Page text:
What Does Local Really Mean? Local is Public House, and Public House is Chattanooga

The local food movement has definitely gone main stream, with more restaurants, markets, and groceries than you can count referring to their "fresh and local" fare. You can trace the local food movement's start back to the West Coast in the 1970s, but in reality it's always been around if you know where to look. Local food and emphasizing local business used to be how things were.

In America, our parents and grandparents shopped at the local market, bought food from local farmers, and even grew some of their own fruits, vegetables, herbs, and more. The businesses in town were run by your neighbors. In the rural South especially, local was standard until fairly recently in the region's history. Local didn't need to be called anything; it just was how it was. So what does local mean now that we're returning to traditional ways of eating and shopping? What does it mean now that local is a buzz word we see everywhere?

Even though our mom was a regular shopper at the old farmer's market, it started really making sense to me almost immediately after starting work for famed Southern chef Frank Stitt in 1994. Coming from the Alice Water's famed Chez Panisse in its earliest, formative days, Frank had been sourcing entirely locally and adhering to strict, daily offering of what was in season and best since 1985. When it came time to open my first restaurant, in the fall of 2000, a perfect mix of quality culinary training and joyful disorganization pushed local, seasonal fall vegetables into the Chattanooga market.

Well ahead of the national curve, long before there were "locavores" or "foodies," Chattanooga became a place where it was ok to serve asparagus in October, but savvy diners knew better. My brother used to return from the old farmer's market on 11th with bushels of shelled beans with names like cranberry, October and rattlesnake, purchased from guys with names like "Peanut" and grown in places like Sand Mountain and Fort Payne. That commitment to staying in season and keeping our money local became a driving force of everything we have done since.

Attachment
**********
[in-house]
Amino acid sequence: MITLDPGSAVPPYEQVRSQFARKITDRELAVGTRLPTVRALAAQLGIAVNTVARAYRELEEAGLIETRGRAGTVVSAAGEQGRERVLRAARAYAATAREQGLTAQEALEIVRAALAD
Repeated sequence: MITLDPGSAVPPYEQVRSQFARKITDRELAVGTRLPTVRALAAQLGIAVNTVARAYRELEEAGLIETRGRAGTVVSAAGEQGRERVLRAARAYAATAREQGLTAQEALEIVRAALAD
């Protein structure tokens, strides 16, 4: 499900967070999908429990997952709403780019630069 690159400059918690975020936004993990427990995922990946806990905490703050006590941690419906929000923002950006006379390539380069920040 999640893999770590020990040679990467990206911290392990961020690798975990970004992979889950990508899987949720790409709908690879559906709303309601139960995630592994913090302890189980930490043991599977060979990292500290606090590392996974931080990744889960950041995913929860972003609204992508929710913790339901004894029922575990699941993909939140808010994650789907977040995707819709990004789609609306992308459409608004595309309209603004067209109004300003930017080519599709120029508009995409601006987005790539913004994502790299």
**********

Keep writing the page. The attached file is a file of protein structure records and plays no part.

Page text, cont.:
Shopping local is about knowing that your money goes back into your community, and that we're all helping one another thrive. It's about building a better city, not only through investment, but in creating hubs and services that form a strong local business community. It's about entrepreneurial spirit, and seeing your neighbors turn their original dreams into a reality that in turn inspires others or simply helps them have a better day. It's about turning strangers into neighbors into friends.

At Public House we believe that local means all these things and more. When we say that we value local, we don't just mean the Barton's Creek Beef and Pickett's Ranch Trout. You can see it in our menu, our location, our team and our customers. It's simply the way we do business, the way we serve, and our values. We are owned and operated by entrepreneurs who grew up right here in Chattanooga, who saw what it was and have helped make it what it is today. Public House is part of Warehouse Row's transformation into a vital shopping and office destination, and it's been a participant in Chattanoogans falling in love with downtown all over again. Local is loving where you are and putting that love of place into everything you do. Local is Public House, and Public House is Chattanooga.